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Old 12-06-2011, 10:36 AM   #16
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Remove floor tile set in 3/4" concrete


You can add pea-gravel to SLC to bulk-up the product and save a few bucks, but still costly. One fifty pound bag of SLC will yield fifty square feet at 1/8" thick...that gets pricey quick.

I think what I would do instead is to go right back with an old fashion "mud-job" like you had before. A whole lot cheaper, a little more work, but easily do-able. The use of the word "easily" in this case is relative.

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Old 12-06-2011, 10:44 AM   #17
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Remove floor tile set in 3/4" concrete


Makes sense, what should be used as the mud nowadays? Is the process to lay down paper, then mesh over the ply and use a screed to level the mud across the whole floor? Do you then just set directly into the mud? Thanks bud-
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Old 12-06-2011, 10:55 AM   #18
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Makes sense, what should be used as the mud nowadays? Is the process to lay down paper, then mesh over the ply and use a screed to level the mud across the whole floor?
Correct.

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Do you then just set directly into the mud?
No, don't even think about that. What a pain that is. Once the screed has set plan on using thinset to install the tiles.

I always tried to work in "paths" of about 48 to 60 inches wide between my screeds. This doesn't mean the whole thing can't be done monolithically however which is the best way to do it. I use 1" rigid electrical conduit for screed-guides then drag with a sharp straightedge.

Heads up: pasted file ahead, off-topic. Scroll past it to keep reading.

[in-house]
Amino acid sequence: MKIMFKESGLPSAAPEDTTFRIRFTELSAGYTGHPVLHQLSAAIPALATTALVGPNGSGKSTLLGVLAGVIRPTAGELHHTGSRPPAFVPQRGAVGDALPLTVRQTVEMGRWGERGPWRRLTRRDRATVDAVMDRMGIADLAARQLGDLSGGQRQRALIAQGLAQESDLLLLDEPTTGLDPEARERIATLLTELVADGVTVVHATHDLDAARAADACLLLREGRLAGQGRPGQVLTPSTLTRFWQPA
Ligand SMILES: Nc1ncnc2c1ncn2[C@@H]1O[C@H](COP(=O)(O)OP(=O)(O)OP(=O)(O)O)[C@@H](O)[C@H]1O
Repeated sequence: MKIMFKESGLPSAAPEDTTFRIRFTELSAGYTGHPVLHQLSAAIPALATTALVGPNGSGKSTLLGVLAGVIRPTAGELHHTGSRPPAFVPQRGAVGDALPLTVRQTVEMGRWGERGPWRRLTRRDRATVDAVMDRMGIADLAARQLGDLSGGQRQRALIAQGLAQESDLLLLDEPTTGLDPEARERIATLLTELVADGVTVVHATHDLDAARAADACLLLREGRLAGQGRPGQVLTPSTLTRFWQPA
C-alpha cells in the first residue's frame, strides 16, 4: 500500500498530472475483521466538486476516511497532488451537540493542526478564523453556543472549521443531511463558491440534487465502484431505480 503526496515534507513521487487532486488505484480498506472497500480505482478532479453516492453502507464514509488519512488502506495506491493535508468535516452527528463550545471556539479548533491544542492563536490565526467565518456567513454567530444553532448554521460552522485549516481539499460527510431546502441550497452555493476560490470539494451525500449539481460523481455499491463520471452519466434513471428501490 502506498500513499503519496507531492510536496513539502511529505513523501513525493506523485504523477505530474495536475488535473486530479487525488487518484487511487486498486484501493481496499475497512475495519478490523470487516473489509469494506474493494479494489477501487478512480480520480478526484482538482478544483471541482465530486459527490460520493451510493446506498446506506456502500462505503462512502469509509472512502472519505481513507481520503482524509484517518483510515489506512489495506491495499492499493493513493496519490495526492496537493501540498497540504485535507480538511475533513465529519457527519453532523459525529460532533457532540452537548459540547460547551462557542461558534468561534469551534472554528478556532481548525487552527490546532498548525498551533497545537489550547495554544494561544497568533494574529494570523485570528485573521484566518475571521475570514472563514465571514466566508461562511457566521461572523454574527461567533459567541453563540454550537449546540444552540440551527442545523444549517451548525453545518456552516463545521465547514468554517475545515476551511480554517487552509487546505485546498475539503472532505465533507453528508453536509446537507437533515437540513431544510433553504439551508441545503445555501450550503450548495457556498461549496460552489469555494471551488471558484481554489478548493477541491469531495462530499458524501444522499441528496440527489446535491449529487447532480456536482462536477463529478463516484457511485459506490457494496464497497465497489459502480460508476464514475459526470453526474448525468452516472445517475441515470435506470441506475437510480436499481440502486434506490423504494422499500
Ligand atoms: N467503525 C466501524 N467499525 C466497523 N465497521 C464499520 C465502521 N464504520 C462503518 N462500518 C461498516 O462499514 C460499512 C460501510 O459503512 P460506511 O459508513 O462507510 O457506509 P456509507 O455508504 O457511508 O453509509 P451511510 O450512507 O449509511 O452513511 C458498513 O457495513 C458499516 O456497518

The mix is typically 4 or 5 sand to 1 Portland. It is mixed very dry so that you can squeeze a clump in your hand. The parallel screeds are elevated to level using the mud and then the additional mud is tossed in place and compacted by hand, I use a mag float. Once compacted slightly above the screeds I drag & shave with the sharp straightedge. Once flat, the pipe screeds can be removed and the voids filled, this time dragging off of the newly placed flat cement surface also using a straightedge.

The truth is any bagged sandmix can also be used but it is generally mixed 3:1 in the bag. A little sharp-sand can be added to bring-up the recipe but it isn't necessary.
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Old 12-06-2011, 11:11 AM   #19
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Remove floor tile set in 3/4" concrete


What would be the minimum thickness for the mud at the high points in the floor? Our old floor was minimum 3/4", but set on top or paper and mesh on the diagonal plank subfloor.

Should I still do the 3/4" ply under the mud job?

This mud job idea is interesting - the old floor was absolutely solid.

Assuming that the thinset could be directly applied to the set mud or would backer be needed?
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Old 12-06-2011, 11:12 AM   #20
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Remove floor tile set in 3/4" concrete


One more question - what's a typical set time for the mud before tiling?
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Old 12-06-2011, 11:20 AM   #21
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Remove floor tile set in 3/4" concrete